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      Scott Pilgrim vs. the World Review

      Scott Pilgrim vs. the World poster

      Scott Pilgrim vs. the World

      Michael Phillips, Chicago Tribune

      It's easy to make a movie in a style approximating that of a comic book or graphic novel. "Sin City" did it. "Road to Perdition" did it. "Watchmen" and "Kick-Ass" did it. As did "Ghost World." Except for that last one, the others fell short as movies because they mistook visual replication for authenticity. They were storyboards based on storyboards, not films.

      "Scott Pilgrim vs. the World" is different, and not just because it's funny first and everything else second. Director and co-writer Edgar Wright understands the appeal of the original Bryan Lee O'Malley graphic novels about a Toronto fellow in his early 20s, dating, sort of, a high school girl with the superb name of Knives Chau. Scott Pilgrim plays in a band called Sex Bob-Omb. His heart goes ka-THUMPA-thumpa when he spies a New York transplant named Ramona Flowers (Mary Elizabeth Winstead). A tough babe in black leather and boots, she says he can date her if -- major if -- he vanquishes all seven of her "evil exes."

      The battles are epic, wall-smashing, physics-bending blowouts. O'Malley's manga-inspired books combine utter banality with superhero hyperbole, and it's a lot for a director to take on. Wright, who is British, has taken it on and won. "Scott Pilgrim vs. the World" lives and breathes the style of the original books, with animated squiggles and hearts and stars filling out the frame in many individual shots. Some of this is cute; some of it is better, weirder than "cute."

      Michael Cera plays Scott. The rap against Cera, best known for "Juno," is that he's "the same" in movie after movie. I've heard the same argument used against Jesse Eisenberg, and a hundred other actors. Sorry, folks, I don't see it. Cera's range may not be expansive, and he's certainly a narrowly defined physical type, but his verbal hesitations are exquisitely calibrated. "I was thinking we should break up, or whatever," he tells Knives (Ellen Wong), and the singsongy way he says it, he's speaking for every conflict-avoidant arrested-development male who ever sidled up to a breakup speech like the biggest wimp imaginable.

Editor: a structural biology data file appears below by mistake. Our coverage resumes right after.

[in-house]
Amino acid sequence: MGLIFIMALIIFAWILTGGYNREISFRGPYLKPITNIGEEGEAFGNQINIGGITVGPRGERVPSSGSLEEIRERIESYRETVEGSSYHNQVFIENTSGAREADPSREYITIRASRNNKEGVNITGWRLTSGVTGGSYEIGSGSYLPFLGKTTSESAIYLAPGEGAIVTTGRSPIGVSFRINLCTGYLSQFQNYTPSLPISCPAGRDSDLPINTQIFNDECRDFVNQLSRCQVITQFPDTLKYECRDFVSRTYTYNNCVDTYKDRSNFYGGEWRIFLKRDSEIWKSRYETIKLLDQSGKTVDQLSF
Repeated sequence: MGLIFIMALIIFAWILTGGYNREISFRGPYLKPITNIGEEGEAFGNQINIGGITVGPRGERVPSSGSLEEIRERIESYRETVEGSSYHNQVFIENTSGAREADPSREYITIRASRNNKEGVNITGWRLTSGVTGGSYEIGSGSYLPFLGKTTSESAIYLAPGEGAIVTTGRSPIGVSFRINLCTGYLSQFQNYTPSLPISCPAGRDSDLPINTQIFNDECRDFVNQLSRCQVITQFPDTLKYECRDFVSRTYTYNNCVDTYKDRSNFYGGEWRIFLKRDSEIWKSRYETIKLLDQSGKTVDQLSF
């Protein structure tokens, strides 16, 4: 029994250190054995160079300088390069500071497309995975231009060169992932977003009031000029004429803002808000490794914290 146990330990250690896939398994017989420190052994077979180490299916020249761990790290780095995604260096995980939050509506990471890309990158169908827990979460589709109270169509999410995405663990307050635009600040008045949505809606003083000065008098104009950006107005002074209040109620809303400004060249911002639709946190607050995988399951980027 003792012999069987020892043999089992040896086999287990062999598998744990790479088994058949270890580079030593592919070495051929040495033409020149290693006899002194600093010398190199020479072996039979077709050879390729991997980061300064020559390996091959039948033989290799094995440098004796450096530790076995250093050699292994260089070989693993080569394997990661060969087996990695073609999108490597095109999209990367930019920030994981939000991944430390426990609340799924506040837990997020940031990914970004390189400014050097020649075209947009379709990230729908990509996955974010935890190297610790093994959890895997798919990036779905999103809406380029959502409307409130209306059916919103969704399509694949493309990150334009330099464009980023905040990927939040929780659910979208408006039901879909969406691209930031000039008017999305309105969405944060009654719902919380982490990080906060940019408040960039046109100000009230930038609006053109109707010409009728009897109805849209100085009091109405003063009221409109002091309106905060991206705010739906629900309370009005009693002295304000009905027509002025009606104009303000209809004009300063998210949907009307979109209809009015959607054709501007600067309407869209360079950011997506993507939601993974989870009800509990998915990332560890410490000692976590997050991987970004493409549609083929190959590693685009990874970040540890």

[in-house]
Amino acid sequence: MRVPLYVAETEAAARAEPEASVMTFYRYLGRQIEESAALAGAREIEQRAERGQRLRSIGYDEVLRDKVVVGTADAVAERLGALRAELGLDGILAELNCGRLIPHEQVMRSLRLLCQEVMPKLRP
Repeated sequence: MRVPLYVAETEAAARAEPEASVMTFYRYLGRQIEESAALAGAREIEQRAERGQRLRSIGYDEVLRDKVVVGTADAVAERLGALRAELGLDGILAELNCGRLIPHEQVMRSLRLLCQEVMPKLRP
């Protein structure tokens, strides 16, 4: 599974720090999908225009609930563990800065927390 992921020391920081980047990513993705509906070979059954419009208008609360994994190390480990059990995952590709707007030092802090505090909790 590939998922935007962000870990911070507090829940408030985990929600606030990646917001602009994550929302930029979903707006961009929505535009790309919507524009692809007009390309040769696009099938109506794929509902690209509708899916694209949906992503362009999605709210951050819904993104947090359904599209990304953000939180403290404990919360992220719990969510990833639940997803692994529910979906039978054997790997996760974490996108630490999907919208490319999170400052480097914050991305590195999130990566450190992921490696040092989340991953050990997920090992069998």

One major element holds back "Scott Pilgrim vs. the World" from being wonderful. The second Winstead's droll, easygoing Ramona lays out the narrative requirements (the seven epic battles to the death, staged like slightly out-of-date video game clashes), the viewer thinks: Wow. Seven? Seven sounds like a lot. It is, in fact, two or three too many. Wright's film, working from an adaptation by Wright and Michael Bacall, spins its wheels in the final half-hour.

      Yet "Scott Pilgrim" requires a certain too-muchness. Vanquished evil exes dissolve into a pile of coins upon being dealt the fatal blow. To enjoy the film you must enjoy the brash, satiric spirit of hero's quest. Cera and his fellow ensemble members (Kieran Culkin as Scott's roommate, Anna Kendrick as his snippy younger sister and the majestically dour Alison Pill as the band's drummer) mitigate the apocalyptic craziness with their deadpan wiles. At its best, Wright's film is raucous, impudent entertainment.

      MPAA rating: PG-13 (for stylized violence, sexual content, language and drug references).

      Running time: 1:52.

      Cast: Michael Cera (Scott Pilgrim); Mary Elizabeth Winstead (Ramona Flowers); Kieran Culkin (Wallace Wells); Chris Evans (Lucas Lee); Anna Kendrick (Stacey Pilgrim); Alison Pill (Kim Pine); Ellen Wong (Knives Chau).

      Credits: Directed by Edgar Wright; written by Michael Bacall and Wright, based on the graphic novels by Bryan Lee O'Malley; produced by Marc Platt, Eric Gitter, Nira Park and Wright. A Universal Pictures release.

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